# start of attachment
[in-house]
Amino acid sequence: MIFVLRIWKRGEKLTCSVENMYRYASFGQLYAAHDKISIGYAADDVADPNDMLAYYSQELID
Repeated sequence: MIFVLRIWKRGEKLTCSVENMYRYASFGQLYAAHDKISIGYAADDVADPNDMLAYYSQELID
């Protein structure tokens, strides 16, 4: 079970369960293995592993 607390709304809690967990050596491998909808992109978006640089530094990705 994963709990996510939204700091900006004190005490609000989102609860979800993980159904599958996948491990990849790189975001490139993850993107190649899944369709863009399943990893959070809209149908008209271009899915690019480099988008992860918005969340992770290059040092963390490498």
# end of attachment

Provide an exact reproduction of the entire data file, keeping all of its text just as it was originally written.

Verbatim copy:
[in-house]
Amino acid sequence: MIFVLRIWKRGEKLTCSVENMYRYASFGQLYAAHDKISIGYAADDVADPNDMLAYYSQELID
Repeated sequence: MIFVLRIWKRGEKLTCSVENMYRYASFGQLYAAHDKISIGYAADDVADPNDMLAYYSQELID
């Protein structure tokens, strides 16, 4: 079970369960293995592993 607390709304809690967990050596491998909808992109978006640089530094990705 994963709990996510939204700091900006004190005490609000989102609860979800993980159904599958996948491990990849790189975001490139993850993107190649899944369709863009399943990893959070809209149908008209271009899915690019480099988008992860918005969340992770290059040092963390490498």